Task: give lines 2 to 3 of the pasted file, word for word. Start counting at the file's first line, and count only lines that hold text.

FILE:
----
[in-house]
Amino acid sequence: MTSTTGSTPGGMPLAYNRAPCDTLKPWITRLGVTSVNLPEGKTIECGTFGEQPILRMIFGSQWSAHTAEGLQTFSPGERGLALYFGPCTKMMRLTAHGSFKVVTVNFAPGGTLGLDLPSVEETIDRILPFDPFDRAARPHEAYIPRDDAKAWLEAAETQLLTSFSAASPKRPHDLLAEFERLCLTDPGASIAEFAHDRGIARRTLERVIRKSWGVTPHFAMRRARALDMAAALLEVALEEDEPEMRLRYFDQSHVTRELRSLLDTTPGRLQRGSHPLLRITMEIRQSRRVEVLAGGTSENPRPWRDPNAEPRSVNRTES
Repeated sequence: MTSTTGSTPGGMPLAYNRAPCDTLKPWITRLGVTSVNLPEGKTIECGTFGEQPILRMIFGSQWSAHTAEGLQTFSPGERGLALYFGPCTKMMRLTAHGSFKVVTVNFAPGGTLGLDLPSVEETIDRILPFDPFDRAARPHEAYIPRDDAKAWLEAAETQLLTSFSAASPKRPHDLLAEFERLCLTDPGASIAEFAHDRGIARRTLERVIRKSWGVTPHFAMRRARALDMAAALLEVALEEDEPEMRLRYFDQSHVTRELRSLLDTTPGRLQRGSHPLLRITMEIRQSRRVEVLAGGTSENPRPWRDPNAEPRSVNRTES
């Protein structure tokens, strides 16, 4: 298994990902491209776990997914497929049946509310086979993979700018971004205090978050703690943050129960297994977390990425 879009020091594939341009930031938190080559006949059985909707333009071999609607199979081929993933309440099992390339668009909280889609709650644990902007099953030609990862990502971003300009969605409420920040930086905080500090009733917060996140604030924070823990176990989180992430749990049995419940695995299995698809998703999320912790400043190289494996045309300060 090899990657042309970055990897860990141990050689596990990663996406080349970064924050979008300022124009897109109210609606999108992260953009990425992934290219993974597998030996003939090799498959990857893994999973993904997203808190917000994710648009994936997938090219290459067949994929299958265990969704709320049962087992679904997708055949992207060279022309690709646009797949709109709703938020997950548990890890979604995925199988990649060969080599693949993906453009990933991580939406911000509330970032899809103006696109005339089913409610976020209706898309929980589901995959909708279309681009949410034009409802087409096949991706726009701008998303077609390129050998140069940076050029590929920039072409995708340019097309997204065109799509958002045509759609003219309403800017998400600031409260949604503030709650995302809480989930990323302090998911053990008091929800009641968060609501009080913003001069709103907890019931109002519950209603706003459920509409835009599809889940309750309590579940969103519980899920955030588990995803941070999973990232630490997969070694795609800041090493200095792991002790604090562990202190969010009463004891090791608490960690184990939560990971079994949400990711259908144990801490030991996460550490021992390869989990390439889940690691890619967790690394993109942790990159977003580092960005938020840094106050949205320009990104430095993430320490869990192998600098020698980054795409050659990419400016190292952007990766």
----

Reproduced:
Amino acid sequence: MTSTTGSTPGGMPLAYNRAPCDTLKPWITRLGVTSVNLPEGKTIECGTFGEQPILRMIFGSQWSAHTAEGLQTFSPGERGLALYFGPCTKMMRLTAHGSFKVVTVNFAPGGTLGLDLPSVEETIDRILPFDPFDRAARPHEAYIPRDDAKAWLEAAETQLLTSFSAASPKRPHDLLAEFERLCLTDPGASIAEFAHDRGIARRTLERVIRKSWGVTPHFAMRRARALDMAAALLEVALEEDEPEMRLRYFDQSHVTRELRSLLDTTPGRLQRGSHPLLRITMEIRQSRRVEVLAGGTSENPRPWRDPNAEPRSVNRTES
Repeated sequence: MTSTTGSTPGGMPLAYNRAPCDTLKPWITRLGVTSVNLPEGKTIECGTFGEQPILRMIFGSQWSAHTAEGLQTFSPGERGLALYFGPCTKMMRLTAHGSFKVVTVNFAPGGTLGLDLPSVEETIDRILPFDPFDRAARPHEAYIPRDDAKAWLEAAETQLLTSFSAASPKRPHDLLAEFERLCLTDPGASIAEFAHDRGIARRTLERVIRKSWGVTPHFAMRRARALDMAAALLEVALEEDEPEMRLRYFDQSHVTRELRSLLDTTPGRLQRGSHPLLRITMEIRQSRRVEVLAGGTSENPRPWRDPNAEPRSVNRTES